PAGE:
Rick Wilking / Reuters
Lieutenant Jeff Kramer, public affairs officer for the El Paso County sheriff's office, briefs reporters on the investigation of the murder of the head of Colorado state's prison system in Monument, Colo., on March 20.
Days after the leader of Colorado's Department of Corrections was shot and killed at his home, investigators are casting a wide net as they try to piece together what happened that night.
They are exploring a possible connection to a Saudi national and are trying to find a boxy, two-door car as well as a female speed walker.
The speed walker, thought to be between the ages of 35 and 50, may have been in the neighborhood at the time of the shooting.
The woman, who is not being considered a person of interest, may have made “some observations that could be valuable” to investigators, said El Paso County Sheriff's Department spokesman Lt. Jeff Kramer.
Departments of Corrections director Tom Clements was founded dead in his Monument, Colo., home on Tuesday night, apparently shot dead by an unknown gunmen after answering his front door.
Among the possibilities being explored by investigators is that the top prison official’s death could be connected to the 2006 case of Homaidan al-Turki. Last week, Clements turned down his transfer back to Saudi Arabia.
Al-Turki, a Saudi national, was convicted and sentenced to 28 years in prison for unlawful sexual contact. A judge later reduced his sentence to eight years to life. Prosecutors said he kept a housekeeper in his Aurora home and sexually assaulted her.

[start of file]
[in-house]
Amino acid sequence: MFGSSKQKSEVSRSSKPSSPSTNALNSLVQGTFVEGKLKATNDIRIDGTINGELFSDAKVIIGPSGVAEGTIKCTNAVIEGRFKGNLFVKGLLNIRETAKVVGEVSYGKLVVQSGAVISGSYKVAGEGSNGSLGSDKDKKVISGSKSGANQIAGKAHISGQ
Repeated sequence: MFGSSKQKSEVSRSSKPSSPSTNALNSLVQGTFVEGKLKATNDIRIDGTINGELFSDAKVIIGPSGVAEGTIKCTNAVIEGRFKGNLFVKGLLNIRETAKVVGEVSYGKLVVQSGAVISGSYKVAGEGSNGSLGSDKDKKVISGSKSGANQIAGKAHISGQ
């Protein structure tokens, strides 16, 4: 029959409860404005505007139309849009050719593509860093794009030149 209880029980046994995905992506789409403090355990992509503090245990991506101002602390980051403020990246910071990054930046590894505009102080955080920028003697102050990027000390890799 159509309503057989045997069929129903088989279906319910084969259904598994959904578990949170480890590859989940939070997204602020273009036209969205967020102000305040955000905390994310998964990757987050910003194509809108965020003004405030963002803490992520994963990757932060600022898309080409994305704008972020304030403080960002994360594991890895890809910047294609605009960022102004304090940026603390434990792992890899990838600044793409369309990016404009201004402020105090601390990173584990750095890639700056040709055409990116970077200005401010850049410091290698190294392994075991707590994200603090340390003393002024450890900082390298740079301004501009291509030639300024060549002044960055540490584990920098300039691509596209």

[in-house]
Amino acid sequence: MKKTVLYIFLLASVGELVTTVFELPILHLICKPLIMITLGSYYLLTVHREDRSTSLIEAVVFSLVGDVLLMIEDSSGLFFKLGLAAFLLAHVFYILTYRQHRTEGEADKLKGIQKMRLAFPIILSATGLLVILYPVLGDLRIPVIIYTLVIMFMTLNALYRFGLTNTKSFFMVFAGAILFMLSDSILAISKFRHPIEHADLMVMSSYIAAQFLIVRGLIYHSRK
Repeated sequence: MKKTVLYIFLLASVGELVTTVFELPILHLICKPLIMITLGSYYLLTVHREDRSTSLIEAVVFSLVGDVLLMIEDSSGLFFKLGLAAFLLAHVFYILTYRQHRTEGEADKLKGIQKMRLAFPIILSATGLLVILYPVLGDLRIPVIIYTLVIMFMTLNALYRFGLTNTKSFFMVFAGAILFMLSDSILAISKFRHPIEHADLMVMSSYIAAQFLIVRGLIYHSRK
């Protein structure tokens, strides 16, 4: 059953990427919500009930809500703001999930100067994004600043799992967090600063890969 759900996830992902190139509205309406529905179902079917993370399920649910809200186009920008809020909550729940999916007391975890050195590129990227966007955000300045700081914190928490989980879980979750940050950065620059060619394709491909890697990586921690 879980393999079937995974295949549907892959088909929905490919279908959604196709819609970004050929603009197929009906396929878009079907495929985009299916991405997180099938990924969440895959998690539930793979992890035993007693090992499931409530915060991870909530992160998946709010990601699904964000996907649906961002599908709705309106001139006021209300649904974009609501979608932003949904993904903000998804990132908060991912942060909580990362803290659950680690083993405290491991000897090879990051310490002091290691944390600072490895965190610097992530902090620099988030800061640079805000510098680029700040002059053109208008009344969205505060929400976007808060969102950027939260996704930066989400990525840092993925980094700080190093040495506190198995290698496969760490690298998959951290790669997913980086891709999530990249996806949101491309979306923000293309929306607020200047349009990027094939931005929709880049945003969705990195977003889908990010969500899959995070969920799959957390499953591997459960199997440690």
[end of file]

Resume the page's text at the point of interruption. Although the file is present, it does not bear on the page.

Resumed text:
Investigators are aware of the recent decision, Kramer said. “We also remain open minded to all of the other possibilities as well, because we don’t want to follow one particular trail and find ourselves perhaps missing something along the way,” Kramer said.
A federal official told NBC News on Wednesday that no federal agents have been involved in the investigation. The FBI offered assistance but so far state authorities have said they have the resources they need and declined federal help.
Gov. John Hickenlooper said at a press conference on Wednesday that there was no reason to suspect that Clements’ shooting should be seen as a threat against other high-level state officials. Capt. Jeff Goodwin of the Colorado Bureau of Investigations told the Denver Post that security around the governor’s mansion and state Capitol had been tightened.
“We have a responsibility to protect the governor and his family,” Goodwin said, according to the Denver Post. “Other people at the Capitol benefit from that increased security, as well.”
"Because of the fact that Mr. Clements served in the position that he did as the executive director of the Colorado Department of Corrections, we're sensitive to the fact that there could be any number of people who could have a motive for wanting to target him," Kramer said.
Clements oversaw more than 20,000 inmates and a budget of $737 million in his corrections department post.
Clements had written about the hazards faced by corrections officers in a message that was posted on the Department of Corrections website -- including the death of one officer in the line of duty last year.
“Corrections is an inherently dangerous career,” Alison Morgan, a spokesperson for the Department of Corrections, said on Wednesday.
“He was an inspirational leader,” Morgan said. “He had a vision for the department and was exceptional at sharing that vision with staff and inspiring the 6,000 employees of the department.”
NBC News’ Pete Williams and Andrew Rafferty contributed to this report.